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Topic Date User
TR: Alive in a Bitter Sea (Katoomba Cliifs) 8-Dec-2016 At 10:01:01 AM PThomson
G'day Warwick,

Glad you enjoyed the blog, and thanks for posting here. It's always great to hear from the FA (especially about something obscure like this route). In answer to your question about the photo of you: it was actually David Gray who dug it up. I almost feel obliged to to do another lap on Bitter Sea so I can rock some spandex of my own.

I didn't add or move any of the carrots (except by a few centimetres where the rock necessitated). It's all like-for-like, merely glue-in stainless with Ramset 801 now.

As I said in this thread and in my blog, I was inspired by your piece of Real Estate when I first saw it (while climbing Genghis Khan), and years later, it's appeal continued because it was obscure, and heady, and inspiring. I'm definitely not strong enough to TICK it ground-up (onsight), though KNOWING what the route comprises of now, I feel like I might've been able to have an "attempt" ground-up (but I suspect it might've been a dog-fest, and I probably wouldn't have brought enough #4 Cams).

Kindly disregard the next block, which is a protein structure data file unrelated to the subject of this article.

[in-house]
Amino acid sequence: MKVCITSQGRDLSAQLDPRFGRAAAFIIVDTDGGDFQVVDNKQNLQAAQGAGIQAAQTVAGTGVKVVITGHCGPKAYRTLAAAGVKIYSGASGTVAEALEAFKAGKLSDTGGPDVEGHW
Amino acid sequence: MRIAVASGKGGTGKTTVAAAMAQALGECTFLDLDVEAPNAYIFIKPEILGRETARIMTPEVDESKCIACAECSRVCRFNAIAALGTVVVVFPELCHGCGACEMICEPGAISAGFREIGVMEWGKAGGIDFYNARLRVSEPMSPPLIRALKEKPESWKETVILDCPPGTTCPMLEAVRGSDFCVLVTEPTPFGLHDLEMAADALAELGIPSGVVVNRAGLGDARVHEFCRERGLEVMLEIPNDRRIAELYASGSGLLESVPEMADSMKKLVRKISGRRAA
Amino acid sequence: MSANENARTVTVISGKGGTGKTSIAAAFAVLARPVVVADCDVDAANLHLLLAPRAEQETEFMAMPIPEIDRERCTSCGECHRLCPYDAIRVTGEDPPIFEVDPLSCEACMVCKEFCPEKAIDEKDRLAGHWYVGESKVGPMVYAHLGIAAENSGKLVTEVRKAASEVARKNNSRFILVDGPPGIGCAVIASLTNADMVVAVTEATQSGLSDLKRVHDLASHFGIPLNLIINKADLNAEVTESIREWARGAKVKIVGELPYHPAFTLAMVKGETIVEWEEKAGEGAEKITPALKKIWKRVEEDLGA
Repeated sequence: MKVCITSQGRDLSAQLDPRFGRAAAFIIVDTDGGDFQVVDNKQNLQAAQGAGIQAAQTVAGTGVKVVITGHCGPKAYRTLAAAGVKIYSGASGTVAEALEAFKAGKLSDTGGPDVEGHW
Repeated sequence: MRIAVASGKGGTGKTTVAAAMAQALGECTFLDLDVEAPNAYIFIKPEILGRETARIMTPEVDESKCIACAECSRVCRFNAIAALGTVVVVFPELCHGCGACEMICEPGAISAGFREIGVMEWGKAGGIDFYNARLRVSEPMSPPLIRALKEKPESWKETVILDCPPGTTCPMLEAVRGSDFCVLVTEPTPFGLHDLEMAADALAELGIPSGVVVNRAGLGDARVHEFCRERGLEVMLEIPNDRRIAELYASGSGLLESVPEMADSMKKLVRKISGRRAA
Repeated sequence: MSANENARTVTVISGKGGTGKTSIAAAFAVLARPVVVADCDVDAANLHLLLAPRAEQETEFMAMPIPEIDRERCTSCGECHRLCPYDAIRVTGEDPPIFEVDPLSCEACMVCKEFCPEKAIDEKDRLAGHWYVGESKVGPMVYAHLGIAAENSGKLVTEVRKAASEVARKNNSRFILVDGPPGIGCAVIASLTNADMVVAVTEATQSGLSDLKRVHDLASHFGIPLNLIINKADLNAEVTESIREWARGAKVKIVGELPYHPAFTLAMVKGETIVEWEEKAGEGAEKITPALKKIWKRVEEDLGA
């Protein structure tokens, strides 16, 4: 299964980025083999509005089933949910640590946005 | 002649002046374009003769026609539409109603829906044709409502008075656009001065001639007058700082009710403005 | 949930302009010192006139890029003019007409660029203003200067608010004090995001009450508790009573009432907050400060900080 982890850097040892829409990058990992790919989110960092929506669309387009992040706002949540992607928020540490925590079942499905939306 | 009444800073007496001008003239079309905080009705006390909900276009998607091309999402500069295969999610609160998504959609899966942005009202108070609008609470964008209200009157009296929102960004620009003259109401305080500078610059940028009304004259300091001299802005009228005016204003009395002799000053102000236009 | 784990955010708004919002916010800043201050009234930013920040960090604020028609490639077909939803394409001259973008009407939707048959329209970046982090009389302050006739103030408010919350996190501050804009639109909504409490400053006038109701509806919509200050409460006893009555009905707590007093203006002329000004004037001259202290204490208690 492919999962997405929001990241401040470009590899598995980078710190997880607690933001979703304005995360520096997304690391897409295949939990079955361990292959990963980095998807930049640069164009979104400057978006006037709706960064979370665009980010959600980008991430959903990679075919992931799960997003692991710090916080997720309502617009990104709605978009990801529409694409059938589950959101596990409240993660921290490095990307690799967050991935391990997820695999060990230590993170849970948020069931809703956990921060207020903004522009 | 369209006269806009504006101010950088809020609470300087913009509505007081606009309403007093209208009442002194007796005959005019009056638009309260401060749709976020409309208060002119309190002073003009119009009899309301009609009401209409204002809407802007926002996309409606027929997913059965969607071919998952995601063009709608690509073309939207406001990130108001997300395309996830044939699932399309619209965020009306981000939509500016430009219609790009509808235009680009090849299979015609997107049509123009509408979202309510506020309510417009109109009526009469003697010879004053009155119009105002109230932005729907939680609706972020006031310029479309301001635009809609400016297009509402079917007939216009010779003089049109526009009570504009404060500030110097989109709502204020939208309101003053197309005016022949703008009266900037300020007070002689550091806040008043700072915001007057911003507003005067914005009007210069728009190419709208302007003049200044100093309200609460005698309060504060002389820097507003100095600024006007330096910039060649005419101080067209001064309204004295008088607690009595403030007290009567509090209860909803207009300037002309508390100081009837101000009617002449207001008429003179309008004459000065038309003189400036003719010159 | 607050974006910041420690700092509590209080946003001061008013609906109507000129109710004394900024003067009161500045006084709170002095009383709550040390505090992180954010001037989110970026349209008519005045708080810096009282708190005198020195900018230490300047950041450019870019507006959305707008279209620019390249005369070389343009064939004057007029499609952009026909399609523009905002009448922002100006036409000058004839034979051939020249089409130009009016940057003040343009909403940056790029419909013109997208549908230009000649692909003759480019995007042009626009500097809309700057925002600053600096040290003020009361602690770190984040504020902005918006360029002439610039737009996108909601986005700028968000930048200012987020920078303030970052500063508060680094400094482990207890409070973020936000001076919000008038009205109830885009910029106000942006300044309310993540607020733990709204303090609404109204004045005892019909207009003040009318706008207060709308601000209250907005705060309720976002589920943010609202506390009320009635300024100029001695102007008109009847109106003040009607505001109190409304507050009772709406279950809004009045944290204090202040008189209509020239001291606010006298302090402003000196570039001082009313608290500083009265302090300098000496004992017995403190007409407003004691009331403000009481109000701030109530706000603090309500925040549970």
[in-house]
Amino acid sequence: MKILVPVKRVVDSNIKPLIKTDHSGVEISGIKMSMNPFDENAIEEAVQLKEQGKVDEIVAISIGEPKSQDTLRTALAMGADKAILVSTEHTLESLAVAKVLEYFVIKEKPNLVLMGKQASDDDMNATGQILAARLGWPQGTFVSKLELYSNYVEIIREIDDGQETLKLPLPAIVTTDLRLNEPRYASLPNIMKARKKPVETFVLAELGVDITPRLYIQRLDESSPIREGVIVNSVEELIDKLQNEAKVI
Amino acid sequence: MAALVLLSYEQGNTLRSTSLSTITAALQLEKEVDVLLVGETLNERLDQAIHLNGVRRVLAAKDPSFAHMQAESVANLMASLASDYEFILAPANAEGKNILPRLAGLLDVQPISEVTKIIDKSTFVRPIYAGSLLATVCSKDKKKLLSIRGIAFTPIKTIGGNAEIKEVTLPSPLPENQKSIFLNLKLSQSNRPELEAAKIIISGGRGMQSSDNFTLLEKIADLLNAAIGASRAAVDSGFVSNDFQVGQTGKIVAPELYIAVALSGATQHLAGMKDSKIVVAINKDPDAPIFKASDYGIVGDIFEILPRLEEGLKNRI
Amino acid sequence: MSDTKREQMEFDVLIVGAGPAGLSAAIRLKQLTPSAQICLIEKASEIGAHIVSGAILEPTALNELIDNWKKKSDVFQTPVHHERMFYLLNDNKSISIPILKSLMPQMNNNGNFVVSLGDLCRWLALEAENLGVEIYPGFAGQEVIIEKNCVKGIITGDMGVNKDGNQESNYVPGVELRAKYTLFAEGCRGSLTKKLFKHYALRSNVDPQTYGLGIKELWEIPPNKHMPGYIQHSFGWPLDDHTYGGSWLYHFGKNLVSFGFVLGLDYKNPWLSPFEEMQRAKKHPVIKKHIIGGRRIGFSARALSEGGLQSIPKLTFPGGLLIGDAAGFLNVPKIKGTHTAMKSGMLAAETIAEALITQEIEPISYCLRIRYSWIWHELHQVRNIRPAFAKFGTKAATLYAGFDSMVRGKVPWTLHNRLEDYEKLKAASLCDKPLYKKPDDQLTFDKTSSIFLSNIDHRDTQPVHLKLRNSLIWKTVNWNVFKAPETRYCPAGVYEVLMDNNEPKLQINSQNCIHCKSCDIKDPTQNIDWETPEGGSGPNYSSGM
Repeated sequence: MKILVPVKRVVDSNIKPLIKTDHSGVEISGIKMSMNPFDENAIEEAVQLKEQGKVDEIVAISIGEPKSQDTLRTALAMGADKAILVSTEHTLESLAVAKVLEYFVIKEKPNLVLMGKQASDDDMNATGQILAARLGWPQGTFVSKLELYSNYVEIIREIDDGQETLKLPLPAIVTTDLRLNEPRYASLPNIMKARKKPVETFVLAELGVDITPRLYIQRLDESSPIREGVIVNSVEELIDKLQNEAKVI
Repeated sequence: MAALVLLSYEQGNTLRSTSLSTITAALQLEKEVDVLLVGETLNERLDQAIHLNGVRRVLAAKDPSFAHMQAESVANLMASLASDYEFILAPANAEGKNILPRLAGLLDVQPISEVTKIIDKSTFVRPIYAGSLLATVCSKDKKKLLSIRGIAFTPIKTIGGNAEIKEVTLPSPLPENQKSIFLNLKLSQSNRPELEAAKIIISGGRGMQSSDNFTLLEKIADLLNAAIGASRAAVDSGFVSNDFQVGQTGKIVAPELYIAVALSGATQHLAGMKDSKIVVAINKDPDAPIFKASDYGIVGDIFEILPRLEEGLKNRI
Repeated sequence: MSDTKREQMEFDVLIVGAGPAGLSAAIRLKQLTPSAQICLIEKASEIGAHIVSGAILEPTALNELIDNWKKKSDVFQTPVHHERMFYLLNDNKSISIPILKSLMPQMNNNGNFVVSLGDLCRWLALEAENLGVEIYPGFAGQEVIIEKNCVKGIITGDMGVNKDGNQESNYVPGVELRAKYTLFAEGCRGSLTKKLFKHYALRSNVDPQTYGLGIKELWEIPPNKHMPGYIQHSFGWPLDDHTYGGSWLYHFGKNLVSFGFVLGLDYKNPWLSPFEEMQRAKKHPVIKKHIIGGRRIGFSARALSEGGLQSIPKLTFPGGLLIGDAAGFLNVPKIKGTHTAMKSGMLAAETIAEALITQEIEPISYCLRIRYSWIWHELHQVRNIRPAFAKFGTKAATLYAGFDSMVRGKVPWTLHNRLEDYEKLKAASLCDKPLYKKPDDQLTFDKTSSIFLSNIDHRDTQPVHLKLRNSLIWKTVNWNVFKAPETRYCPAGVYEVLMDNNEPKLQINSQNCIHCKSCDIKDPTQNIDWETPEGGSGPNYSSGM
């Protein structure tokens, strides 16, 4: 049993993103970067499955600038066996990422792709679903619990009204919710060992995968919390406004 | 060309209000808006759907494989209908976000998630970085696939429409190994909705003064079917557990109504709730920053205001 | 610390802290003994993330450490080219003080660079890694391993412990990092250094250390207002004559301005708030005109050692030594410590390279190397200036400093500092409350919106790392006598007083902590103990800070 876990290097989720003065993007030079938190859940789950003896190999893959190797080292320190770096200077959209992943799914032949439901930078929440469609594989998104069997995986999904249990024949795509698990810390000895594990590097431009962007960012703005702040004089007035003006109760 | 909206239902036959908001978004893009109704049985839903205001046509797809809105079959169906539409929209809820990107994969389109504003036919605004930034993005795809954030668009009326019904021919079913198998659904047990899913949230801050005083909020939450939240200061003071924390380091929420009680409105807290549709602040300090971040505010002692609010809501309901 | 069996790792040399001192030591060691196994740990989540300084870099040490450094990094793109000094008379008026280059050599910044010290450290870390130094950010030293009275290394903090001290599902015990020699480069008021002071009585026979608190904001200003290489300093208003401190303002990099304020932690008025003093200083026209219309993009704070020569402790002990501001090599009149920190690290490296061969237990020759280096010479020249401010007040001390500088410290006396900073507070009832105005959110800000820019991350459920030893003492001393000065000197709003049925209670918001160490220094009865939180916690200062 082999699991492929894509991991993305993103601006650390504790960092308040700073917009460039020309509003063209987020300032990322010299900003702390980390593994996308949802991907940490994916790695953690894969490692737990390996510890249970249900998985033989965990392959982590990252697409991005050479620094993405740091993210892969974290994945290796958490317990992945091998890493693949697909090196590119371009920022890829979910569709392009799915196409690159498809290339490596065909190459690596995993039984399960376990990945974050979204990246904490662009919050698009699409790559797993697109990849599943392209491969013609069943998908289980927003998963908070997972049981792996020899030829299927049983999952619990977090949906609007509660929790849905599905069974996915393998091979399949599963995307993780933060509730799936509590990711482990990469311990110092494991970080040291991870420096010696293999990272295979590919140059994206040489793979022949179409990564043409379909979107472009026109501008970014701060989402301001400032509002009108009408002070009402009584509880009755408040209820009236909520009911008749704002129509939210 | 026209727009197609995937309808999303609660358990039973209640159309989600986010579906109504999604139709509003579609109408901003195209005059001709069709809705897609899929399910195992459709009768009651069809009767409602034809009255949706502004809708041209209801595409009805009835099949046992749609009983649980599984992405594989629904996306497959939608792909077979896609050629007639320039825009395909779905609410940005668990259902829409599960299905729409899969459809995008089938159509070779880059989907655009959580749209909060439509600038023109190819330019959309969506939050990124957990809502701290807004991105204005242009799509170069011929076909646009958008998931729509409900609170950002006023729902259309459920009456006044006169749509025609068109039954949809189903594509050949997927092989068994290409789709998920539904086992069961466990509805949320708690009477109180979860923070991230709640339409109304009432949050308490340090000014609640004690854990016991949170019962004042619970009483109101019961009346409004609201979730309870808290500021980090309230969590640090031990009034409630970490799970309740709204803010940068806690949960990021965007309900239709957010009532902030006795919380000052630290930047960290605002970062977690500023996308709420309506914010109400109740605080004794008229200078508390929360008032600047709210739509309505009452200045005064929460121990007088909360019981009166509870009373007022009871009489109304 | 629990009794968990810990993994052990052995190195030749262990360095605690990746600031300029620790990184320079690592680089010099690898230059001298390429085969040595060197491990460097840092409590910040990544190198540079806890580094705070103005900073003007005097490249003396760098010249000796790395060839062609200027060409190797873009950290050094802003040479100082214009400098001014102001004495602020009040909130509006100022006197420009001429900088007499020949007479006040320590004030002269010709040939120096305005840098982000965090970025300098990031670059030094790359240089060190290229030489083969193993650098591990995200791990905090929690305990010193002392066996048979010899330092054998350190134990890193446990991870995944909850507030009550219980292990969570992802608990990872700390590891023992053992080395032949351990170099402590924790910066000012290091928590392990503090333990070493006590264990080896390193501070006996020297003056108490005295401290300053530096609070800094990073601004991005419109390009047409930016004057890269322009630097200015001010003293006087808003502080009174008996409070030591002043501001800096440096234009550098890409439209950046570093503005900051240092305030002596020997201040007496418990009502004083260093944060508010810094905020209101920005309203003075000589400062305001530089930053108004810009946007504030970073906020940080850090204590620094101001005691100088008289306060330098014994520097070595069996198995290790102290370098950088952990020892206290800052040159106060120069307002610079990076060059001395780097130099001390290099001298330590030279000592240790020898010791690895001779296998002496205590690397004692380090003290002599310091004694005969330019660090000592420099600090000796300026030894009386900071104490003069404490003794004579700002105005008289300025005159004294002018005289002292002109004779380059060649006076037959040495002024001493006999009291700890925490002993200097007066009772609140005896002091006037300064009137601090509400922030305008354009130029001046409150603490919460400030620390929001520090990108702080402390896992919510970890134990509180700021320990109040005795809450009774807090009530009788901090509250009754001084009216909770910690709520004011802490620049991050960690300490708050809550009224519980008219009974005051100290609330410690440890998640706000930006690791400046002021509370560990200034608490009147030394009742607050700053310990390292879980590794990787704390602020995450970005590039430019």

The lack of ground-up ascents might also be because every description of your routes on this face suggest rapping the line to inspect it, and usually with a paragraph or two about how bold, committing, and possibly dangerous the routes are. Suffice to say, I was intimidated at the notion of doing them without inspection. A positive aspect about the time I invested to inspect and replace the bolts, is that I felt compelled to stick with the route in order to tick each of the pitches (since 'd already invested a lot of time, I really wanted to see it pay off).

At any rate, it was an engaging journey up a spectacular slice of geology consisting of a style of climbing that appeals to me... and it felt like a great way to cap off a 2 year climbing odyssey before returning to work.

I get that it won't appeal to everyone (and as I said before, I've had extremely varied feedback about my own approach to this climb), but to me it was something special. Thanks for your contribution to this aspect of Blueys climbing.


- Paul T

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